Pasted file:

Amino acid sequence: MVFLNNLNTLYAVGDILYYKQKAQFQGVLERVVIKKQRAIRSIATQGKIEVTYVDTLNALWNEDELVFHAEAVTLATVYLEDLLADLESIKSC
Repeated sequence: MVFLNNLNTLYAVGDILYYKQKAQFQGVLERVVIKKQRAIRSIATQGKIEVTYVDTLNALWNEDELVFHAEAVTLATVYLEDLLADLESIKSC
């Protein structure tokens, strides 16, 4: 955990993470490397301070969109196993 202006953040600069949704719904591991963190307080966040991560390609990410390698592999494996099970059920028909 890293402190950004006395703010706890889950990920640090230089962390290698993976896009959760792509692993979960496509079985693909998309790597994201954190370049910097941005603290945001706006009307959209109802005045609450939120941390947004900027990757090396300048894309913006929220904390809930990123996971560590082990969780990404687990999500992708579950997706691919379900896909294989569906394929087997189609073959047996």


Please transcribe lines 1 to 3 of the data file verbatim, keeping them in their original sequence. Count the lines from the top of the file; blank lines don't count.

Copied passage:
Amino acid sequence: MVFLNNLNTLYAVGDILYYKQKAQFQGVLERVVIKKQRAIRSIATQGKIEVTYVDTLNALWNEDELVFHAEAVTLATVYLEDLLADLESIKSC
Repeated sequence: MVFLNNLNTLYAVGDILYYKQKAQFQGVLERVVIKKQRAIRSIATQGKIEVTYVDTLNALWNEDELVFHAEAVTLATVYLEDLLADLESIKSC
């Protein structure tokens, strides 16, 4: 955990993470490397301070969109196993 202006953040600069949704719904591991963190307080966040991560390609990410390698592999494996099970059920028909 890293402190950004006395703010706890889950990920640090230089962390290698993976896009959760792509692993979960496509079985693909998309790597994201954190370049910097941005603290945001706006009307959209109802005045609450939120941390947004900027990757090396300048894309913006929220904390809930990123996971560590082990969780990404687990999500992708579950997706691919379900896909294989569906394929087997189609073959047996």